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2 GREAT ideas - middle school and up (maybe even elementary?)


From: Judy Decker (jdecker_at_TeacherArtExchange)
Date: Thu Aug 14 2003 - 16:18:43 PDT

(Pardon if this is dulpication - the pst never came through on my end)

Dear Art Educators,

I'm looking over my folders trying to find sample interview questions - when
I discovered these GREAT ideas from the L.A. NAEA conference.
These are good for middle school and high school.....even revise for
elementary. First one TECHNOLOGY folks.

Digital -scanned image- acetate (posted by

Another lady with not great computer set up gave her kids the assignment
of creating a drawing using 7 kinds of lines (short, dark, dotted
etc.)then she scanned the drawings into her computer and had the kids do a
mirror image of their design and enhance if desired--then she printed it
once on regular paper and once on acetate. She mounted it under a mat
with the regular paper, then about an inch of foamcore (make a spacer), then
the acetate that was offset by 30 degrees so that it created a moiré
pattern. They were gorgeous!! Another of her ideas: She had them do various
kinds of prints and embossed designs below--shoot them sideways with a spray
can of paint to give a small 3/D effect and mount them as before under an
acetate print of themselves.

Back to Judy: Does anyone have this lady's handout? or know her name? She
sounds like my kind of lady.

(from Susan on Long Island)I was one of the unfortunate ones who did not get
a handout. I went to the copy room to buy one and it was closed, so here's
the info from my notes: This lesson was done with middle school children
but can easily be adapted for all ages. The printing was referred to as
Illusionary Printing because artwork was printed on acetate. Two or three
layers of the print were moved 30 degrees each in "shadowbox-type" framing
with foamcore in between to separate the layers and
build them up. The presenters mentioned using Photoshop/Painter, cutting up
moiré patterns, scanning in computer. (This sounds interesting, too)Also,
print with tempera paint and Ross art paste on the dull side of aluminum
foil (mix Ross art paste with temper- brush on and let dry? Anyone have more
details?), freezer paper, fine sandpaper and put through Dot Matrix (anyone
experiment with ink jet?). Another idea for printing is a 6"x6" hand
drawing with fine line marker. Scan drawing into computer using Photoshop.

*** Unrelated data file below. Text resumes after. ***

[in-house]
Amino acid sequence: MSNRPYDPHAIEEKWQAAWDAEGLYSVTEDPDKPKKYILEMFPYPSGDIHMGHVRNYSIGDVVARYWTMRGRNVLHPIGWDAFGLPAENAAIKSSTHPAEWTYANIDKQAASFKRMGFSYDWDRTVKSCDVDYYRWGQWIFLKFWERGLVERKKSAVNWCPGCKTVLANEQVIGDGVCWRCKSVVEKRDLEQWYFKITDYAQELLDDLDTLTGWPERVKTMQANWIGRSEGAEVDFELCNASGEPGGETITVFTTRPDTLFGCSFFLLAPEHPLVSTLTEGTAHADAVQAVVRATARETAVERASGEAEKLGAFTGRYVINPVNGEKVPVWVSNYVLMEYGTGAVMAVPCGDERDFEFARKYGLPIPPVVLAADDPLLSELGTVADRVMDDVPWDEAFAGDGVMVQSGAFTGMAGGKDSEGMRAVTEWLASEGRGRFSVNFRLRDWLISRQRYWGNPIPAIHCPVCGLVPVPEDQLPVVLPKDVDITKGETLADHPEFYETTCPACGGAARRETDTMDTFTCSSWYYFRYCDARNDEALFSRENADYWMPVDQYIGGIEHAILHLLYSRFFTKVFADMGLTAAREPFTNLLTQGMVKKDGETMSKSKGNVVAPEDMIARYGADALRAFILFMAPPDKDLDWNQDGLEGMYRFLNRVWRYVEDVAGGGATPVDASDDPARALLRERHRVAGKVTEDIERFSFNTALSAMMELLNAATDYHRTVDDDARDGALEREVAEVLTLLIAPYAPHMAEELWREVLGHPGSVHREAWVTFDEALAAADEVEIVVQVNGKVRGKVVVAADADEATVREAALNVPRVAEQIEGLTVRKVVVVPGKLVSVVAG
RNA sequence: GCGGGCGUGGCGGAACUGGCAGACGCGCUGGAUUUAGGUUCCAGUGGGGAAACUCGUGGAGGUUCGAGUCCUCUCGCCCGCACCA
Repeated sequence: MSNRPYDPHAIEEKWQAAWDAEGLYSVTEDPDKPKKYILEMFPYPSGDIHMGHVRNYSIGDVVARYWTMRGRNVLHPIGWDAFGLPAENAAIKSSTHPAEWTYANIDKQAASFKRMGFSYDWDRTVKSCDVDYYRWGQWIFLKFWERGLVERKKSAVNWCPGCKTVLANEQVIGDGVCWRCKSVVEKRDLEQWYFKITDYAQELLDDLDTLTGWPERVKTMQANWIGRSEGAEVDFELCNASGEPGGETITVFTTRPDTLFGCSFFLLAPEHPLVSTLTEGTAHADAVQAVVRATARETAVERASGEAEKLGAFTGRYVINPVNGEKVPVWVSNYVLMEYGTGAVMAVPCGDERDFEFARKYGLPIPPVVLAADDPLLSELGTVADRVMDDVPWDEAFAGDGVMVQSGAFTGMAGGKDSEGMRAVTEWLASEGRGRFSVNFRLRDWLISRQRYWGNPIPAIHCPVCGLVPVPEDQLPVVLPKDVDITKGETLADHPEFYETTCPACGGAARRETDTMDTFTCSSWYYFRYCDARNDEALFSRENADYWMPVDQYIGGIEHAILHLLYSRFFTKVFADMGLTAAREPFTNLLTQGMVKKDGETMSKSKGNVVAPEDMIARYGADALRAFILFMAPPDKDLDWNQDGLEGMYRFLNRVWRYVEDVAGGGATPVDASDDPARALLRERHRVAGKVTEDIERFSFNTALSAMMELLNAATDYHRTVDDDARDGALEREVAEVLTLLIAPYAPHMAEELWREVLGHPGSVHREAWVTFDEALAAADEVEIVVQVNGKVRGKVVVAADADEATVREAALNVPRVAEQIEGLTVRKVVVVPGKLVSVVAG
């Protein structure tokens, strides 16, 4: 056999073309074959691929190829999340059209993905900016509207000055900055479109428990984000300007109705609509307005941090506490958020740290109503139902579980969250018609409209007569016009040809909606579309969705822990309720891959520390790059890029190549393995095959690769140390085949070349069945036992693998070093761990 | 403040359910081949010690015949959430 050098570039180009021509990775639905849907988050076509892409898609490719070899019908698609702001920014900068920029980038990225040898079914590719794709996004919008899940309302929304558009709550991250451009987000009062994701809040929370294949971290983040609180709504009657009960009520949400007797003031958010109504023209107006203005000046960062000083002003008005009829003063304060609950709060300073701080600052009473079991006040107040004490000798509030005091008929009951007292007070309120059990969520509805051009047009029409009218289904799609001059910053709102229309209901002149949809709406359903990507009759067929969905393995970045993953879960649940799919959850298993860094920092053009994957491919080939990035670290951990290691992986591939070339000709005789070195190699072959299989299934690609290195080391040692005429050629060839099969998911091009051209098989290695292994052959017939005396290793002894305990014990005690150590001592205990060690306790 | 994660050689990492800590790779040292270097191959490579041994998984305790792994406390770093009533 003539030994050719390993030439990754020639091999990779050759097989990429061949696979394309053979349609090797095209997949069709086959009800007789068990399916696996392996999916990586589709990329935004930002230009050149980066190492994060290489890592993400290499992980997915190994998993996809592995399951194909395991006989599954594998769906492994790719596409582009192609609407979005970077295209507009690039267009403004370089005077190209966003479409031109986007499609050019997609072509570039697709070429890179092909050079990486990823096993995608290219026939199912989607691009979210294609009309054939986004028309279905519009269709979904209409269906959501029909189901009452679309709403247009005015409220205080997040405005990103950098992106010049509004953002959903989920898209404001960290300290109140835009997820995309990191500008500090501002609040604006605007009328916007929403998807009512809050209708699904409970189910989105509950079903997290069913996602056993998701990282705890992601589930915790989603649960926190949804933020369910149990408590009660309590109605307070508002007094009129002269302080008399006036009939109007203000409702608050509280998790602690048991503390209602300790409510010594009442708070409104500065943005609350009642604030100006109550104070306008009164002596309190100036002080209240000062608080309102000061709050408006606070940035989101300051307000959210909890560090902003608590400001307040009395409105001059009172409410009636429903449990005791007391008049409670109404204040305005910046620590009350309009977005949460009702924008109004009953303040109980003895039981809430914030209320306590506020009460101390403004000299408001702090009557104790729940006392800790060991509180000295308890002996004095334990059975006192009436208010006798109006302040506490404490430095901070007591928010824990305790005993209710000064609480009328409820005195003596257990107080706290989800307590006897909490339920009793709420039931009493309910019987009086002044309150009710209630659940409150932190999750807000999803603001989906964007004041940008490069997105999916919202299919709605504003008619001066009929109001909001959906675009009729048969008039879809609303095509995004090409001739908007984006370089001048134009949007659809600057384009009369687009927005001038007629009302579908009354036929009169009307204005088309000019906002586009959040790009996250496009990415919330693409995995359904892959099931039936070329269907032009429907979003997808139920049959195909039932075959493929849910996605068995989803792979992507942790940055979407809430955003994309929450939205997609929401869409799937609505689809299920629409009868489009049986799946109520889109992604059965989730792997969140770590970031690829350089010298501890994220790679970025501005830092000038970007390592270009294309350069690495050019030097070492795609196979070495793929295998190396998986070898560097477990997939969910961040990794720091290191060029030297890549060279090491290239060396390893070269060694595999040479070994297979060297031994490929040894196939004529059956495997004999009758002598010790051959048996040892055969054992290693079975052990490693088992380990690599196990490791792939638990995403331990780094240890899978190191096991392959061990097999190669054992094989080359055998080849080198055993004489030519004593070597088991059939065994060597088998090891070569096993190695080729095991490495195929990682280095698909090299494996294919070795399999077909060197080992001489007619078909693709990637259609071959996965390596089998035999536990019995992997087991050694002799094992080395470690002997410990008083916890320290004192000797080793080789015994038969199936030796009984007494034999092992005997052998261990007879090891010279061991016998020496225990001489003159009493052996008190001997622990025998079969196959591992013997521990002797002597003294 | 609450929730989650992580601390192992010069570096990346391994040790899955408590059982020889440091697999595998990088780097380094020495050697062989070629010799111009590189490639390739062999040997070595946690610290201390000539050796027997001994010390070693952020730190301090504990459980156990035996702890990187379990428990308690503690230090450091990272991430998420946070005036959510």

Manipulate lines on the computer, print on acetate (acetate for jet printer
available at Staples). Print background layer on paper. I think an e-mail
was given out for this workshop, anyone have it? (Does anyone have it
still?) Susan on Long Island

(back to Judy)Folks who do not have technology can do this with "old
technology" - use your photocopier - print drawing on colored paper - or
even colored card stock - print on transparency - do the off set mounting.
Try Mary Jane's portrait idea (transparency)3-D:

Personal shrine:
Another idea (I hope I didn't already say this to the list) was to do a
self portrait of yourself which included an animal that was important to
you (Frida Kahlo was inspiration). Make the drawing then transfer with
carbon paper onto 1/4" plywood with a double door cut out of the center.
Doors were hinged by gluing a strip of fabric down each side. Images were
painted with acrylic, then a mirror was glued to the back so that when
you looked at your self-portrait you could open the doors and see your
image.(Was this from Susan on Long Island, too?)

(My own personal artwork is all about "shrines". My own personal shrine is a
clay project:
Small doors open to reveal small figures (Eve on left - strong religious
upbringing) and little Judy on right - body image). Center opens to a
mirror. I ran into a former student a few weeks ago. His most memorable high
school project was his ceramic personal shrine box.- had doors with mirror
and sculptural objects inside.
A couple more pictures of my shrine on this page:
This was my first project with Matthew as the lizard (African/Bamana culture
for longevity - it also represents a real piece of art work I bought - a
metal lizard).

The personal shrine idea could also be done as a triptych. I just took some
pictures of my "Hero" triptych so will give more details on that later
(battery needs recharging so I can take more detail shots).

Judy Decker - Ohio
Incredible Art Department

P.S. I heard from Anna! She is and is sending me handouts -
plus her non-technology way (a presentation she did. I recall folks
"talking" about it on Getty list and were very impressed with the idea).